Borderline: Borderline is insanely painful, but my empathy is almost limitless.

Person concerned: Alisha

Year of birth: 1991

Diagnoses: Borderline, ADHD, depression, generalized anxiety disorder; migraine, endometriosis

Therapies: 4 behavioral therapies, 1 DB therapy, 1 partial inpatient and 2 inpatient stays, currently long-term depth psychology-based therapy

Resources: Cats, husband, friends, gambling, side business (modeling and streaming), writing


How and when did you find out about your disorder?

I knew when I was 14 during my first therapy session, I wasn’t diagnosed with borderline and ADHD until I was 26, but like most people with mental illnesses, the path to diagnosis wasn’t linear.


Why did you decide to show your face now?

I’ve always shown my face, I just lacked the opportunities/platform. My therapist showed me the encouraging people.

I can express myself well, was always “co-therapeutic” in the clinic and write poetry – my therapist encouraged me to use these resources more outwardly, as she could see how much I was helping others.

I just want to do more actively, reach out to those affected and inform everyone else to counteract stigmatization and prejudice.


How did those around you react when they found out about your illness and how would you like those around you (and society) to treat your illness?

That was very different. My mother likes to deny it – in my opinion, she suffers from Borderline herself. My chosen environment (i.e. friends and partner) wasn’t surprised, as I was already sure that I had borderline and had communicated this before the diagnosis. My husband witnessed everything first hand. My family’s understanding only came with my breakdown in 2021, the clinic and the disability certificate.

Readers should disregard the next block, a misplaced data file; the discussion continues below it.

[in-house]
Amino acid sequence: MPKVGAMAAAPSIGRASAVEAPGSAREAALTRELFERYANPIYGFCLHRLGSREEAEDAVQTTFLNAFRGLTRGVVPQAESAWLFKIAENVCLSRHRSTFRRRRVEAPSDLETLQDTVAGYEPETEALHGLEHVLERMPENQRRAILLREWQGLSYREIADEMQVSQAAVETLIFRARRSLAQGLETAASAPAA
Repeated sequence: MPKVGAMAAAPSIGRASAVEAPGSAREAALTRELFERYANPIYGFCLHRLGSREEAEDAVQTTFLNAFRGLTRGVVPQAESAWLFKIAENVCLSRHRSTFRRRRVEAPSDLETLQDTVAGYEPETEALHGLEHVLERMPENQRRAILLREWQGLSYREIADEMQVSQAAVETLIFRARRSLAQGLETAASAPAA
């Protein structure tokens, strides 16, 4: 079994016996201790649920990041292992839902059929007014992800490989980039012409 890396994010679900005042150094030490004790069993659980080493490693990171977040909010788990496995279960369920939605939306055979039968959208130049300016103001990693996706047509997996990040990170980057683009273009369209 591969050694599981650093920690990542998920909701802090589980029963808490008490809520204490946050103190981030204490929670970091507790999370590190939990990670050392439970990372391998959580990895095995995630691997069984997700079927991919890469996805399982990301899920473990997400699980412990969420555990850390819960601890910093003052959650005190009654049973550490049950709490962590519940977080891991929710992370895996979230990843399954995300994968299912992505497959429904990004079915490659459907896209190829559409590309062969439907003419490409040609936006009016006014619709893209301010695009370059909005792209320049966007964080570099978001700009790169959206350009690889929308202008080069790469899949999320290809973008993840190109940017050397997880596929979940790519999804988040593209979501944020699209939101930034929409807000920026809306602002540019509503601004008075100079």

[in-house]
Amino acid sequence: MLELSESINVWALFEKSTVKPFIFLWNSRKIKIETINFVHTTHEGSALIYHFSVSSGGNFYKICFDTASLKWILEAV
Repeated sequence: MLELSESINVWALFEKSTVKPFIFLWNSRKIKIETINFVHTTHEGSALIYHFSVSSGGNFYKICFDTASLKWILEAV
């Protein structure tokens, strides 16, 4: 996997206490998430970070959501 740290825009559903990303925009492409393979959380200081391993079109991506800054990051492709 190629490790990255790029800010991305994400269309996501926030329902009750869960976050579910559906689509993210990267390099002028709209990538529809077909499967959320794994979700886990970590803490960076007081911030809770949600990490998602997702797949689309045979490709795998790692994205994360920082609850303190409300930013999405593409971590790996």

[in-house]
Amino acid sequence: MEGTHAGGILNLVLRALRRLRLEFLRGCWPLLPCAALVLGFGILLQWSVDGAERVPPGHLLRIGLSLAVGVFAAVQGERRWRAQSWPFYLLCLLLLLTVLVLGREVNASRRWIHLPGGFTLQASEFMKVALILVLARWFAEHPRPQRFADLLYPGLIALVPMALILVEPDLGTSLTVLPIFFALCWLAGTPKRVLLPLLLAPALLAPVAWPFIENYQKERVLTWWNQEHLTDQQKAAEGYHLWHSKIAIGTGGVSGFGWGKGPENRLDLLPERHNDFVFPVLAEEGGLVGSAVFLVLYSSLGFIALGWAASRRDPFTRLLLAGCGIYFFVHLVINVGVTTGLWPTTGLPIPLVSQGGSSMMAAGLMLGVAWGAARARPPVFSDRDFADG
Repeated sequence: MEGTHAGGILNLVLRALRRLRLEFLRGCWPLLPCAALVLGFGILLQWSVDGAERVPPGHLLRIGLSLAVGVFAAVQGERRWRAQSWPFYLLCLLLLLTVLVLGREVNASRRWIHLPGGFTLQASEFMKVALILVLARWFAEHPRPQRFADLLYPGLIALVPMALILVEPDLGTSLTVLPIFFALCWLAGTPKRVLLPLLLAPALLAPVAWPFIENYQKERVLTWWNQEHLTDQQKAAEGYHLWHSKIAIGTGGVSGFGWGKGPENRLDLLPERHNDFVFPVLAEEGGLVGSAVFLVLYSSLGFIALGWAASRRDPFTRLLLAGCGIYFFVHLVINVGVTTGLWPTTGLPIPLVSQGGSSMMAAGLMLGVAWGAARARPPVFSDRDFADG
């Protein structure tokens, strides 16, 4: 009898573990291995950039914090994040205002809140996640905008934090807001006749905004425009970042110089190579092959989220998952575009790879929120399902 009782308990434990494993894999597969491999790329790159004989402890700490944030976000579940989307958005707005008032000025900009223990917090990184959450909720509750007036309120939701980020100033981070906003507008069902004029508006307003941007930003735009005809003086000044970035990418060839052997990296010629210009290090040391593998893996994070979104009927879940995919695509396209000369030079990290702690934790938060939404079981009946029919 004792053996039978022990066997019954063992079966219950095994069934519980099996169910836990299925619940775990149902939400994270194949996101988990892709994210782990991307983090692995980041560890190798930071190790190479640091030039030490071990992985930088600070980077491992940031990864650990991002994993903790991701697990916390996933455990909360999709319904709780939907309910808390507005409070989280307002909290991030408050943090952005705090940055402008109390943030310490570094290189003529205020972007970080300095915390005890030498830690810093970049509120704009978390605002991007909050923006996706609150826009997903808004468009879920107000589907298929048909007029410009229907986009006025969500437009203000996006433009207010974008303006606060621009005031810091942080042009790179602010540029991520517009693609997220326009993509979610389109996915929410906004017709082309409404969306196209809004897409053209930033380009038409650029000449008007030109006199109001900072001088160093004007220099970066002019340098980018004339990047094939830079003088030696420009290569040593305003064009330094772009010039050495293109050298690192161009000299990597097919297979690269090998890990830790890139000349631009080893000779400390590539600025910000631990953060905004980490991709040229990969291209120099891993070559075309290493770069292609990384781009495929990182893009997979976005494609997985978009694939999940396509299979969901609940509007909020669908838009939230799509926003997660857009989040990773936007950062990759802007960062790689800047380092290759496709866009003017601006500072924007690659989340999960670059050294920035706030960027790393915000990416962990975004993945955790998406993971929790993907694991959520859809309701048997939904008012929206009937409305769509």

What things helped you the most to accept the illness?

To be honest, I never had any problems with it. It was more of a relief to get the diagnosis.


What resources do you use in crisis situations?

I mainly write and paint. I meet up with friends, even if not many have stayed. I also escape into virtual worlds. And I look after my plants, animals and garden. That balances me out.


What advice would you like to give other sufferers?

That a mental health diagnosis doesn’t just bring suffering, but also resources, advantages and positive aspects. In my case, specifically:

Borderline is incredibly painful, but my empathy is almost limitless.


What would you like to pass on to other relatives? How can they best help you (on the one hand) and themselves (on the other)?

Listen to your partners and friends – their needs are far too individual to make a blanket statement.

When in doubt, an “I’m sorry” is always better than empty phrases and the most important thing: validate.


What defines your character and what trait do you value most about yourself?

It may sound arrogant, but I like my intelligence. I like the way I express myself. I like my passion and enthusiasm.


Alisha is on Instagram and TikTok.